Information about the current status of this document, any errata, and how to provide feedback on it may be obtained at

Copyright Notice

Copyright © 2016 IETF Trust and the persons identified as the document authors. All rights reserved.

This document is subject to BCP 78 and the IETF Trust's Legal Provisions Relating to IETF Documents ( in effect on the date of publication of this document. Please review these documents carefully, as they describe your rights and restrictions with respect to this document. Code Components extracted from this document must include Simplified BSD License text as described in Section 4.e of the Trust Legal Provisions and are provided without warranty as described in the Simplified BSD License.

Table of Contents

   1.  Introduction  . . . . . . . . . . . . . . . . . . . . . . . .   3
   2.  Terminology . . . . . . . . . . . . . . . . . . . . . . . . .   4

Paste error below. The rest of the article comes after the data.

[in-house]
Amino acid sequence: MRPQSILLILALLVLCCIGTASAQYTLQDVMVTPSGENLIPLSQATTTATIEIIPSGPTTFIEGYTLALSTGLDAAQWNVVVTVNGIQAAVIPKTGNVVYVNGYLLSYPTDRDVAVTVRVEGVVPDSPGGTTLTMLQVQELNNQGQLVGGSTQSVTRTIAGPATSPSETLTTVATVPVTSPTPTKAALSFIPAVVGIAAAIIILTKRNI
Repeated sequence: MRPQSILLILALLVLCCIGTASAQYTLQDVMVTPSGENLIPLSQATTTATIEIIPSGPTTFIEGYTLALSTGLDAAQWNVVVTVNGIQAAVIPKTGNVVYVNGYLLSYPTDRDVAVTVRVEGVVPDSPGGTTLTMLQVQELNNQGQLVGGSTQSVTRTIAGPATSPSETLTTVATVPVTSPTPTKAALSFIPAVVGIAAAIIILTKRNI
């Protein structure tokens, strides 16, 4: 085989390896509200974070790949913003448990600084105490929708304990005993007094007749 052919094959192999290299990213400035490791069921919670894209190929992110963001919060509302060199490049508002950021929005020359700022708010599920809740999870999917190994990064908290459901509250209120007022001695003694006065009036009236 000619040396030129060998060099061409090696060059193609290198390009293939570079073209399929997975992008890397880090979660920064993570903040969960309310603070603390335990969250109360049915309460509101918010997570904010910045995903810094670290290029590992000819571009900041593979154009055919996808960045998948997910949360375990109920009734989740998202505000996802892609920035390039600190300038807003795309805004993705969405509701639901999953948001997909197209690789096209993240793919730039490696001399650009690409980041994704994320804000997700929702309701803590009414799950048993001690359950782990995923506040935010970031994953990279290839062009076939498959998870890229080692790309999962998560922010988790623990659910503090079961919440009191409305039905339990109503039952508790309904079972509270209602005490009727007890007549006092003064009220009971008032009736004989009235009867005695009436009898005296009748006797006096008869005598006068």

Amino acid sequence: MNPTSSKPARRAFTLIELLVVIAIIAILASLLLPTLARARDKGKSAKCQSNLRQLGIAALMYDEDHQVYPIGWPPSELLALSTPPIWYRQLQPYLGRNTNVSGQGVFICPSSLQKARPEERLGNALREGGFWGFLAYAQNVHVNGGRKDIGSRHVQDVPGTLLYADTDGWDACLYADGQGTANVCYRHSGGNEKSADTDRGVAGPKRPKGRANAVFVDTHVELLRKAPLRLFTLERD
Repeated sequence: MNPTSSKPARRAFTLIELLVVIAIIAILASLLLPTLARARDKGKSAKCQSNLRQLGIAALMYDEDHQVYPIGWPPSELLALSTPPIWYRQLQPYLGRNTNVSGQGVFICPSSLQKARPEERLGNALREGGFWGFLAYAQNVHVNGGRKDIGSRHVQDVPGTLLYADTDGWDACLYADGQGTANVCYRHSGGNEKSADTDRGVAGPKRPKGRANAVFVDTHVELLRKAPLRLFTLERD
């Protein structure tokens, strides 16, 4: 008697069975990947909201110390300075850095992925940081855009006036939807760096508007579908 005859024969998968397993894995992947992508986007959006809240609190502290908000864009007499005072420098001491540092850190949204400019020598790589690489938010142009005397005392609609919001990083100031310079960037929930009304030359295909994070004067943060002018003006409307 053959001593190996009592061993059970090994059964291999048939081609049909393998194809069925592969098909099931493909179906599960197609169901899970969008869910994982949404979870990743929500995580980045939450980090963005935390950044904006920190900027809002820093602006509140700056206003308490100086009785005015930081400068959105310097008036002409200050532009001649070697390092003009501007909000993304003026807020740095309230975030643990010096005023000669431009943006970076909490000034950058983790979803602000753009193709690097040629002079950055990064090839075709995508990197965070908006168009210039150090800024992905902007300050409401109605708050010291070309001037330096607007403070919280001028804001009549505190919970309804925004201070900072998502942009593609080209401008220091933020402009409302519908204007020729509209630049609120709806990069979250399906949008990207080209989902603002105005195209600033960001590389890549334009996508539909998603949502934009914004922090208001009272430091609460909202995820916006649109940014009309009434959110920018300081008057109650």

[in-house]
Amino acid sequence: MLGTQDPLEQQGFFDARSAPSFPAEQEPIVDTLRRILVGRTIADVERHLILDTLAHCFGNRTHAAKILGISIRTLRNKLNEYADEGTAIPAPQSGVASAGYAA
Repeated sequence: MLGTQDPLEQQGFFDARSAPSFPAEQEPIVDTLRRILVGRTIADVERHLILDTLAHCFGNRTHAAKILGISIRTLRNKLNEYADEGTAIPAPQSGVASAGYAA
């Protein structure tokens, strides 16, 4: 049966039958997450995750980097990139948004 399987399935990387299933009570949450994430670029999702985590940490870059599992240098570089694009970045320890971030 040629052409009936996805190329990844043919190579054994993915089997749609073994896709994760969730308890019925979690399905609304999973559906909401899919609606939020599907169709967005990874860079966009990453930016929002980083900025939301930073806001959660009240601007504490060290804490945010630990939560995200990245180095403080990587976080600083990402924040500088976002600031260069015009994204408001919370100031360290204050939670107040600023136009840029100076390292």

3.  RTO Overview and Rationale for RTOR . . . . . . . . . . . . .   4
   4.  RTOR Algorithm  . . . . . . . . . . . . . . . . . . . . . . .   6
   5.  Discussion  . . . . . . . . . . . . . . . . . . . . . . . . .   7
     5.1.  Applicability . . . . . . . . . . . . . . . . . . . . . .   7
     5.2.  Spurious Timeouts . . . . . . . . . . . . . . . . . . . .   7
     5.3.  Tracking Outstanding and Previously Unsent Segments . . .   8
   6.  Related Work  . . . . . . . . . . . . . . . . . . . . . . . .   9
   7.  SCTP Socket API Considerations  . . . . . . . . . . . . . . .  10